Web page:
The open road and ability to adventure in an RV are great feelings. Your RV feels like a second home that is different in some ways. One challenge in making an RV truly feel like home is having adequate air circulating.
RV travelers tend to travel away from cold weather and find themselves in warmer climates. These warmer climates also tend to be dustier. Either way, RV AC units are known to have some issues with cooling down an RV quickly and moving air around in a way you would have at home.
Increasingly the air flow in your RV is often as simple as adding ducts to your existing vents. You could also consider adding fans, changing filters, or using your windows and doors to add air. Another option is to switch your types of lightbulbs.
Adding an air conditioner
Not every RV has an air conditioner, especially smaller RVS. You can, however, have an air conditioner added. Most travel centers and RV repair places will add an air conditioner, generally to your roof.
If you don’t have an air conditioner in your roof, that is definitely the first step to adding more serious airflow to the RV. Otherwise, the RV is limited to what the vents in the dashboard are capable of providing for additional air.
Since there is a good chance your RV already has an air conditioner built in, we can talk more about what to do if you already have one.
Adding vents to your air conditioner
Compact air conditioners normally have vents on the sides that allow the cold air to come out. Sometimes these air vents are’t especially efficient.
RV owners can purchase additional vents for an RV and add them to the bottom of the AC if there is space available.
How? Well, first read the instruction manual both for the vents and for the AC. Second, one of the easiest ways is to unplug and detach your AC. You’ll want to cut holes the size of the vent in the bottom of the AC. You can then install a vent in those places.
New vents also often give the option to turn the direction of the air or turn on and off.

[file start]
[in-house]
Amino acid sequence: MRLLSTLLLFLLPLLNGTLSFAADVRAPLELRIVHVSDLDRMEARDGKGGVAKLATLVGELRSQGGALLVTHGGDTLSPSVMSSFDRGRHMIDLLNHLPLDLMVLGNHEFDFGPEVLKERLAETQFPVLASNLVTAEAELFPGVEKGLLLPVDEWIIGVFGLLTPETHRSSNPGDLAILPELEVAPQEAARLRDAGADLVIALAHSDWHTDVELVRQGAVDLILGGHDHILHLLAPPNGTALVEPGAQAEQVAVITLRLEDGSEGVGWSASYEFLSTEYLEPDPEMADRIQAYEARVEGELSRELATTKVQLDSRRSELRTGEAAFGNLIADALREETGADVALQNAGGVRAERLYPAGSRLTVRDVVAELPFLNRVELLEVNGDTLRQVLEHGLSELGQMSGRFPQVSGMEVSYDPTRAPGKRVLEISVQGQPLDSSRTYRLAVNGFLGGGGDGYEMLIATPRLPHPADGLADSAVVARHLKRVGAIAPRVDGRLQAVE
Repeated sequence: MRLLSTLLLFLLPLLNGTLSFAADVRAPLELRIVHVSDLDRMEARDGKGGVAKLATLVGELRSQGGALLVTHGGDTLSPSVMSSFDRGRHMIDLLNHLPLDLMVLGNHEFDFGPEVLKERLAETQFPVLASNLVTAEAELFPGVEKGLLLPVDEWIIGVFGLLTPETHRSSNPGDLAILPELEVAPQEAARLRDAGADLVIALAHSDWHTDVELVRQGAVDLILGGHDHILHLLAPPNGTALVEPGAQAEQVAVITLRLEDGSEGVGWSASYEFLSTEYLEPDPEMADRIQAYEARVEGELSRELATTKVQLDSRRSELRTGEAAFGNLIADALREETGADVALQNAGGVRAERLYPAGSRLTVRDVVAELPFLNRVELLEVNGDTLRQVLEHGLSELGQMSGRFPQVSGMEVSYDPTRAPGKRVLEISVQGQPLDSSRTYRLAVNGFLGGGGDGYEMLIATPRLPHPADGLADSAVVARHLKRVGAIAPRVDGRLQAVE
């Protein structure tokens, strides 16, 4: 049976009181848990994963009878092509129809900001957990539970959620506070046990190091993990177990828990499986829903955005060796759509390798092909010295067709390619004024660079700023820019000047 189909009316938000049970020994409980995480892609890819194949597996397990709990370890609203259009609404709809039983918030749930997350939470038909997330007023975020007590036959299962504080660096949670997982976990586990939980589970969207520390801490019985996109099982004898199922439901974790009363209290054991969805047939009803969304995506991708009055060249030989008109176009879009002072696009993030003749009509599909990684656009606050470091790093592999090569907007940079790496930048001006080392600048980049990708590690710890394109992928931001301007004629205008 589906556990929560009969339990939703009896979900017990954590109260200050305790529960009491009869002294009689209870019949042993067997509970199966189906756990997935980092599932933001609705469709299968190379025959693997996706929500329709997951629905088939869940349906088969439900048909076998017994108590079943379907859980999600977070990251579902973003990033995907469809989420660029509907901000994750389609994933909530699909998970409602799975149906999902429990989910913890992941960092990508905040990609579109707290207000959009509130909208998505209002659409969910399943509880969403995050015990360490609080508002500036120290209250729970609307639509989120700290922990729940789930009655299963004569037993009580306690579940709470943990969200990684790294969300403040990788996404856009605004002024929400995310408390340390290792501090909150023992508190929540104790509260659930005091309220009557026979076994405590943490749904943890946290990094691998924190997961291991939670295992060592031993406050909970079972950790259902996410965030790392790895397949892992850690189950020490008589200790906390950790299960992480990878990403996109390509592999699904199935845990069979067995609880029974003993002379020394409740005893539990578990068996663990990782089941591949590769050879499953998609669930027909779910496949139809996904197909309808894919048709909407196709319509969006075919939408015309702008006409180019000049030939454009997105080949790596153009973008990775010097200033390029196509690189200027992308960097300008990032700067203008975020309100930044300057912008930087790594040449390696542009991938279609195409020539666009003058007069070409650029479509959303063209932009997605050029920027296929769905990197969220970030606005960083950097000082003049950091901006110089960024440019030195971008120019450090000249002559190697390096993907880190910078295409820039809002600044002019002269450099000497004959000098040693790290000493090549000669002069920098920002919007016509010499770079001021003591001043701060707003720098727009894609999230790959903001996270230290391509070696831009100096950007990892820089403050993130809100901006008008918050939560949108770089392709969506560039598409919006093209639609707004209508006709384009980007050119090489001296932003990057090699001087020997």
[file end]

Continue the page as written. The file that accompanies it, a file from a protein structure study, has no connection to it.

Clean your air vents and filters
Blocked up air vents and filters can have a big impact on air flow. Messy air vents can cause the itself to become dirty, and in some cases, just stop flowing. An RV owner might gradually notice this issue and not realize the vents are getting blocked into the RV feels too warm. You can readily can out your RV’s vents using a vacuum, snake, or other devices you can get at a hardware store.
Your air filters are also quite important as they remove dust and debris from the air, on a small, not visible level. Air filters can greatly improve the quality of your air, but when they catch too much stuff like dust, they are rendered ineffective. They might not even let much air through.
Consult your RVs manual to learn where you air filters are. Remove them and either replace or clean. You might notice a difference in air flow as well as smell.
Use fans to increase airflow in your RV
One very easy method of adding airflow to your RV without modifying much of anything is using fans. Fans can be solar powered, battery operated, or plug in, so you can pick one best suits your kind of RV and setup.
An oscillating fan can do wonders for moving air around a room, especially in the heat. Fans can also be quieter than your air conditioner. They are quite useful when it’s not so hot, instead of AC.
If your objective is really airflow, fans are among your first choice and option. In addition to moving air around the RV, they can help cool down too. They are also far less intensive than adding air ducts to your air conditioner and much less expensive than a whole air conditioning unit.
Open some windows
If fans don’t quite fit your needs and you’d rather pull in fresh air, simply opening the windows is a free way to make the air flow better. Most windows on an RV open from the inside, and some can open pretty wide to be more accommodating to more air, faster.
Parking the right way and airflow
Airflow and warm air are usually pretty related. A lack of airflow can make your RV feel warm and stale. Warm air doesn’t help this.
Try to park your RV in the shade or in a shadow. Avoid parking in direct sunlight because the air temperature under direct heat is hotter than when parked next to a tree. Direct sunlight will make your RV feel warmer too, and reduce the effectiveness of an attempt to increase airflow.
LED lightbulbs in your RV
What do lightbulbs have to do with your RV and airflow? More than you might think. Incandescent lightbulbs produce more heat then LED lightbulbs, which are pretty cool. Your RV’s fans and air conditioner will always be fighting a source of heat inside your RV when you use the wrong kind of lightbulbs.
LED lightbulbs increase air efficiency by making the whole RV potentially cooler rather than adding heat. They are also reasonably inexpensive and last a longer time than incandescent.
RV airflow can be improved greatly in just a couple steps. RV owners will want either a fan or some hardware to clean their vents. In situations where the air conditioner itself is not working efficiently, cleaning the air conditioner or adding additional vents to the bottom of the air conditioner can help too.
Most of these items like cleaning or changing an air filter can be done with little do it yourself knowledge. Parking your RV in a place that promotes the cooling or air can also be done quite easily and for free.